On the plus side of this dramatic shift, shippers will be forced to use a greater range of box sizes, more aligned with the characteristics (size, weight, fragility, etc.) of specific products.  Dunnage use will plummet.  Transport assets will be better utilized.  Carbon footprints will be reduced.  Costs will be more appropriately positioned within the end-to-end supply chain.  Colleague in chaos, Jack Ampuja, may have to answer some of the deeper questions in this corner of the arena.

On the down side, shippers (perhaps aided by their parcel carriers) will have to redesign boxes, rethink filler systems, and re-engineer (maybe) some work flows.  Shipping costs (including so-called "free' shipping) will need to be rethought and realigned.  Shippers may incur cost surprises during the transition, and customers may not understand (although individual customers  have been paying parcel rates based on box size for a long time).

It is fair to wonder if the move to commercial dim weight pricing will be sustainable in the marketplace.  A couple of principles come into play.  One is that, if the shift results in unconscionable profits for Fedex and UPS, a new competitor might be tempted to enter the space with a more attractive rate structure that is still very profitable, and take some market share away from the global leaders.  Another is that the USPS rate structure might be perceived to be compellingly attractive, also taking business away from the Big Two.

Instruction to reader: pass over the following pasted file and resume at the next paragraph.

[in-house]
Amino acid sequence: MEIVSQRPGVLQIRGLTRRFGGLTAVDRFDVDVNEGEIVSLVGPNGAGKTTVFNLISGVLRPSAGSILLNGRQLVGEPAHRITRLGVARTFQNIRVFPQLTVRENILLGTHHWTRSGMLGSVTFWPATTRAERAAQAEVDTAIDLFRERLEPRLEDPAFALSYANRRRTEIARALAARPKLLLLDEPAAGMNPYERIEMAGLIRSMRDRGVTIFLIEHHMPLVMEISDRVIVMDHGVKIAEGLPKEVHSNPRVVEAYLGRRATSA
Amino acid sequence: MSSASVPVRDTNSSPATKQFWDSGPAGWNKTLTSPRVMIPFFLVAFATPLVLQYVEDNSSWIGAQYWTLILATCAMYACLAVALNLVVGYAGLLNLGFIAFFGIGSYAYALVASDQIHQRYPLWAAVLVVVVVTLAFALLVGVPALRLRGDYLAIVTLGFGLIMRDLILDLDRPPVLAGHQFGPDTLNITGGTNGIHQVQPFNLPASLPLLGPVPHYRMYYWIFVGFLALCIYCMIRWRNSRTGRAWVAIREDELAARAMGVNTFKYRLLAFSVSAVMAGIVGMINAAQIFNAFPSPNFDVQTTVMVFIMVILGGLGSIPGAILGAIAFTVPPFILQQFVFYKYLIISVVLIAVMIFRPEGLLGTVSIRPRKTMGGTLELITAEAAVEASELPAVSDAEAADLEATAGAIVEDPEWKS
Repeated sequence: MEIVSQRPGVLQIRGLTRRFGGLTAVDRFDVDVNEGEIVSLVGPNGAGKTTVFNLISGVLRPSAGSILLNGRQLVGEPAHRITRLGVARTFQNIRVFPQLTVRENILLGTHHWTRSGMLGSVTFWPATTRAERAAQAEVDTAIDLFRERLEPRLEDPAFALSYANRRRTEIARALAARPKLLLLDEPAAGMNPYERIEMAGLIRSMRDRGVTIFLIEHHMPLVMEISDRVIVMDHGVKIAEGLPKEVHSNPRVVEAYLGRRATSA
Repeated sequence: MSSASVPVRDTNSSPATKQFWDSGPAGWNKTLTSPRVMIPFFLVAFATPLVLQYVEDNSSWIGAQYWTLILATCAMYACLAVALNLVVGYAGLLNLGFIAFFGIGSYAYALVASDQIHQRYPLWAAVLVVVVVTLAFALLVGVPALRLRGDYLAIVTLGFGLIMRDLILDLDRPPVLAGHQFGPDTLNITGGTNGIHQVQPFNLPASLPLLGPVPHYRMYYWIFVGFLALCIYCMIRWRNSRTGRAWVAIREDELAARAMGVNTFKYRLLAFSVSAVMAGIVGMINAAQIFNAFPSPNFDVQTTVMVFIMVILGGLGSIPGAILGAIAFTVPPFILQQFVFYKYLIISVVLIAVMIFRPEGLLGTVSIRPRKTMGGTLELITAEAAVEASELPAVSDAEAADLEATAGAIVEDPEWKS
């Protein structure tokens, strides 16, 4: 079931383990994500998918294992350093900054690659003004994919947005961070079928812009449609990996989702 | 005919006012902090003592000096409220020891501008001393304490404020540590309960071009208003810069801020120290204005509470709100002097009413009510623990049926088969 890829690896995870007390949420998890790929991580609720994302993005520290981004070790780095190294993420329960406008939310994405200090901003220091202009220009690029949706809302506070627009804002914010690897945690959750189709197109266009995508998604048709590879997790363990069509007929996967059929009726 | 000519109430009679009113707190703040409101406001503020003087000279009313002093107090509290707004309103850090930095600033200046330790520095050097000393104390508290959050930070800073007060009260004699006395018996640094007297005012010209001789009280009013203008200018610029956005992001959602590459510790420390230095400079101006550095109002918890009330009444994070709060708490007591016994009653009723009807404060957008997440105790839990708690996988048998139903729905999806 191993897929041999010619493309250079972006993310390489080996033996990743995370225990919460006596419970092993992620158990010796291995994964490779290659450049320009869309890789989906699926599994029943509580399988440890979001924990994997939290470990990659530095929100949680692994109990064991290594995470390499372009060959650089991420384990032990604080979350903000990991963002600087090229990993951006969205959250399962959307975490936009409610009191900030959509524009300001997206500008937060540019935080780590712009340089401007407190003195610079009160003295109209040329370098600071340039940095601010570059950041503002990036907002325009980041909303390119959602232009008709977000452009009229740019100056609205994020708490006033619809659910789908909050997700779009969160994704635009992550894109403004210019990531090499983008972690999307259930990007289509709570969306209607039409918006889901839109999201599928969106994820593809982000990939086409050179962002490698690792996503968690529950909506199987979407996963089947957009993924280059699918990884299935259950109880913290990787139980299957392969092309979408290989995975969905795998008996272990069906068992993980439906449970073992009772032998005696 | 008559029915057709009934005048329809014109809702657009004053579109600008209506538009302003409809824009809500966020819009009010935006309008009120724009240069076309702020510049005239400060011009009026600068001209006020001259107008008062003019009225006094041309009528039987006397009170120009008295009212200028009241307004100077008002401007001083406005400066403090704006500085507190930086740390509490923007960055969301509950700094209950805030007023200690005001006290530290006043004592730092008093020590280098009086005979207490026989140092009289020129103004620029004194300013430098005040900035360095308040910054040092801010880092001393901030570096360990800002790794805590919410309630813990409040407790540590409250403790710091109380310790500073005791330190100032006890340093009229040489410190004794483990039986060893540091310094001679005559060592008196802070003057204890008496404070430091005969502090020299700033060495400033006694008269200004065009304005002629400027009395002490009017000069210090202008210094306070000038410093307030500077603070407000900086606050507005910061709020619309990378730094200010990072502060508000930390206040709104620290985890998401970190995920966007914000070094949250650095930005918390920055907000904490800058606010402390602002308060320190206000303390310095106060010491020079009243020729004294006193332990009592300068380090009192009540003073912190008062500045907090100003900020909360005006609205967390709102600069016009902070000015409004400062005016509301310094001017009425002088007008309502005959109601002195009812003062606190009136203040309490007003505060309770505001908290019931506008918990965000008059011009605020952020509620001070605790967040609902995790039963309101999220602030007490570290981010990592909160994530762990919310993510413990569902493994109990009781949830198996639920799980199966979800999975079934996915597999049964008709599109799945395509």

Are either of those likely?  If FedEx and UPS lose low-end share, do they really care?  My friend, Rob Martinez, might have more insight into the answers to those questions.  Whatever the end game  turns out to be, keep these in mind: The changes are logical in the greater supply chain equation; the concepts underlying the shift are more fair than present practices when it comes to where costs are incurred and savings are enjoyed; and, the marketplace will find the ultimate answer, sorting out mis-steps and opportunities.

As for where the USPS falls out in the melee, I'll have more to say about that in the next week or two.  Meanwhile, Bishop Cauchon has asked me send out for more fire wood, lest St. Joan get stuck at medium-rare.


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About Art van Bodegraven

Art van Bodegraven

Art van Bodegraven (1939 - 2017) was Managing Principal of the van Bodegraven Associates consultancy and Founding Principal of Discovery Executive Services, which develops and delivers supply chain educational programs. He was formerly Chair of the Supply Chain Group AG, Partner at The Progress Group LLC, Development Executive at CSCMP, Practice Leader with S4 Consulting, and a Managing Director in Coopers & Lybrand's consulting practice. Concentrating in supply chain management and logistics for over 20 years in his 50+ year business career, he has led ground-breaking strategic, operational, and educational projects for leading US and global clients. Art was principal co-author of DC Velocity's Basic Training monthly column for a decade, and was the principal co-author, with Ken Ackerman, of Fundamentals of Supply Chain Management, the definitive primer in the field. His popular blog, The Art of Art, has been a staple of DC Velocity's web site since its inception.